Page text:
OL Rodney HudsonAnd the Florida – Hudson was the most highly regarded offensive lineman in FSU history by the end of his career, winning multiple ACC and All-American awards. Play at the end of the tail Bobby Bowden One of the main reasons the Seminoles won ten matches at J.Embo FisherThe first season. It has been reliable as far as they come.
de tampa state, Pennsylvania state – Haley was dominant at Penn State and led the Nittany Lions to victory in the Orange Bowl in 2005 with 17 losing tackles and 11 sacks. He had 64 tackles that season with four assists. It was an all-American consensus and was one of the most dominant chapters of that decade.
3. More strengths and weaknesses for coaches
I finally made it to the end of this top 20 workout list with a breakdown of their strengths and weaknesses. Here they are from one to five, with no surprise for the first man at all.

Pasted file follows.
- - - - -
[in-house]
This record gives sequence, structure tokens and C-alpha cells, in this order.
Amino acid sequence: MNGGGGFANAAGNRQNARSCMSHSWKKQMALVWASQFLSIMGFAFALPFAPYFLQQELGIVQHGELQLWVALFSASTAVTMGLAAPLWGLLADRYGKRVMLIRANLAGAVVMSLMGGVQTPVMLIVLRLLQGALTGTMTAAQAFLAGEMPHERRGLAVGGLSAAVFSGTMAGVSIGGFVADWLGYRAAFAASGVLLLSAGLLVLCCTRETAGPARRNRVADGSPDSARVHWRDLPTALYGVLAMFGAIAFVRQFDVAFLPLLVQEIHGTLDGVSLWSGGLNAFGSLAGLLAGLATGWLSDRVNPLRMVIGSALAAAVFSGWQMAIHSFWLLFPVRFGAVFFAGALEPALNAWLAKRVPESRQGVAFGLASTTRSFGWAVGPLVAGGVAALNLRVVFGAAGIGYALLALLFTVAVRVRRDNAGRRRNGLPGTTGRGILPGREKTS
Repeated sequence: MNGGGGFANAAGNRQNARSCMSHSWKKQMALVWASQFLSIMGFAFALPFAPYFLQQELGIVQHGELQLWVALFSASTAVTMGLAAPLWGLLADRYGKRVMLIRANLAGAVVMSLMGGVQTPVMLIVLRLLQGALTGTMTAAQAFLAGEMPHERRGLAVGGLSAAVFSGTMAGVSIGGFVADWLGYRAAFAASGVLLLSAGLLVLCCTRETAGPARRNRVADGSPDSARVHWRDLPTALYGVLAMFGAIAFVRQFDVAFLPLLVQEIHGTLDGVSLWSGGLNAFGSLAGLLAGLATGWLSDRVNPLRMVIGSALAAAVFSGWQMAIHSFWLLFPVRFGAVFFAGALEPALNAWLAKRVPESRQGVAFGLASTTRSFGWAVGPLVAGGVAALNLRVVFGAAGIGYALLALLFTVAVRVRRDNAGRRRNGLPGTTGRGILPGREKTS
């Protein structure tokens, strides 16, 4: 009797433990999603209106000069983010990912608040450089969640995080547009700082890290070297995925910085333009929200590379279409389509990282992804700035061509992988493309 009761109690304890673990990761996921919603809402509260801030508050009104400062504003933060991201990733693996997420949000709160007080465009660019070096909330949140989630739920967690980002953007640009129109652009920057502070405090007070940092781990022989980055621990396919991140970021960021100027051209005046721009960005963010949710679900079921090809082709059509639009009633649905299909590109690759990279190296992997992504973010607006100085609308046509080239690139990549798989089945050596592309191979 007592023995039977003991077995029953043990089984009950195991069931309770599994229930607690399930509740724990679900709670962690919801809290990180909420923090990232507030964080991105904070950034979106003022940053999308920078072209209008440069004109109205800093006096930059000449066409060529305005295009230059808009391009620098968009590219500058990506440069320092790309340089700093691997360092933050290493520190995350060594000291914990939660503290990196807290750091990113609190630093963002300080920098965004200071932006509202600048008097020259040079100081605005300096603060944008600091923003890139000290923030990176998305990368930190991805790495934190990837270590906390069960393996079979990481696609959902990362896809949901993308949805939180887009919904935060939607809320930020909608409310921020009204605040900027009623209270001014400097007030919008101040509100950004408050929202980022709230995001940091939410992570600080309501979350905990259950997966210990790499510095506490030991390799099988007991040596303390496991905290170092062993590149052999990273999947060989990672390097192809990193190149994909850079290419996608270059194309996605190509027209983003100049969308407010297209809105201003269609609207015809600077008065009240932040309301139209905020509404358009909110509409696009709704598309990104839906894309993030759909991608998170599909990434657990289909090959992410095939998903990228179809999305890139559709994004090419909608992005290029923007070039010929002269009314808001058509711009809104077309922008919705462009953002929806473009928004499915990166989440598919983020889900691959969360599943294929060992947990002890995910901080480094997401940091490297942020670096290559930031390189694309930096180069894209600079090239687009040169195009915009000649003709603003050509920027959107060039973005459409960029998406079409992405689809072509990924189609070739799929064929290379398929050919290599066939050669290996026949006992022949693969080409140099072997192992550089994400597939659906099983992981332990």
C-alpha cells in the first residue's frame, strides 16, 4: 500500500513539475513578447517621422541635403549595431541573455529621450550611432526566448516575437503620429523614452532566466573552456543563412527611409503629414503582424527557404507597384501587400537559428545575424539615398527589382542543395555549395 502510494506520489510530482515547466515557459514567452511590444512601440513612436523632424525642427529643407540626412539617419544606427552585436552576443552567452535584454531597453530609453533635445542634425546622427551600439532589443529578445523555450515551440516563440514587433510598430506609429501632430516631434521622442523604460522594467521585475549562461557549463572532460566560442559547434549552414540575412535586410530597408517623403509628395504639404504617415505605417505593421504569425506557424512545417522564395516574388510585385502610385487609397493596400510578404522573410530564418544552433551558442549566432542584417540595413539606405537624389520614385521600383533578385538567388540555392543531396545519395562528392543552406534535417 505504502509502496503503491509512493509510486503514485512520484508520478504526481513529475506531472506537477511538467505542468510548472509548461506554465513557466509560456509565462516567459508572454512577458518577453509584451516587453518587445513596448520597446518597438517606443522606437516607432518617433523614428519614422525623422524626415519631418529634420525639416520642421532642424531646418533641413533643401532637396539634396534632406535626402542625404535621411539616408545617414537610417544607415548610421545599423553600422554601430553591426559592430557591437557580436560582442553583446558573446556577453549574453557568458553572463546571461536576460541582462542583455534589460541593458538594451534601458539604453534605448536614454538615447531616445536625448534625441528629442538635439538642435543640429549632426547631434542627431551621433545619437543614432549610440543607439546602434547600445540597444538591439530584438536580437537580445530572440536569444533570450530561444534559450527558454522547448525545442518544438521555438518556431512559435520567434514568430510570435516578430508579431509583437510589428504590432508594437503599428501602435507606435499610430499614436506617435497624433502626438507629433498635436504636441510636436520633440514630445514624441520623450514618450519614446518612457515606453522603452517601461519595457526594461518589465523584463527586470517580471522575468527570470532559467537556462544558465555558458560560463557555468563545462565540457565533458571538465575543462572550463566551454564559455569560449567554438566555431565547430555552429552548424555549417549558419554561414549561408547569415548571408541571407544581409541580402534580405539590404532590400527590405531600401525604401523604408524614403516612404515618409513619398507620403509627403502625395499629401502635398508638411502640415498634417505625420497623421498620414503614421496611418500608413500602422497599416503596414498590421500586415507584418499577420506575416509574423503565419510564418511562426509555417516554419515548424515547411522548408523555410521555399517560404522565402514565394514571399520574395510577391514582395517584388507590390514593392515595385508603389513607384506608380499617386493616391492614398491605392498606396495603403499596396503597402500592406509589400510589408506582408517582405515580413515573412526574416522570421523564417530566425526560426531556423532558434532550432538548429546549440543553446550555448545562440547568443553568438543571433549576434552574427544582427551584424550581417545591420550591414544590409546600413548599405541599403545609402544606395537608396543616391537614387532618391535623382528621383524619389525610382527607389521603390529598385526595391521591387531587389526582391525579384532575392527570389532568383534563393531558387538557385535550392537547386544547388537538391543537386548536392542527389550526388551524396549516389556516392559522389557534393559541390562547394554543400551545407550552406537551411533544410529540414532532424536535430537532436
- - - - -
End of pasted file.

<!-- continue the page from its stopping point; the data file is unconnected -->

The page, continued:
5. Brian Kelly, our lady – I love coaching Kelly in the game and his playing tactics are also very strong and he can develop talent. The only negative is his lack of risk when it comes to playing young talent.
4. Lincoln Riley, Oklahoma – Riley is an amazing developer of quarterback talent and his attacking prowess is hard to beat. He struggled to produce a consistent defense, but this seems to be resolved and the appearances of the addon speak for themselves.
3 – Jimbo Fisher, Texas A&M – Fisher is a great developer of quarterbacks, like Riley, and he has that national title next to his name, so he’s got the nod. His recruitment is off the charts and his use of talent is excellent – except for his last season at FSU.
2 – Dabo Sweeney, Clemson – It’s hard to find weaknesses in Sweeney’s style because he’s a great recruit, an excellent coach, and is known for his use of talent. In-game coaching can sometimes take some work and his teams can underestimate the competition, but that’s tough.
1 – Nick Saban, Alabama – The greatest coach in college football history is an excellent coach in every aspect of the game. There are no weak points.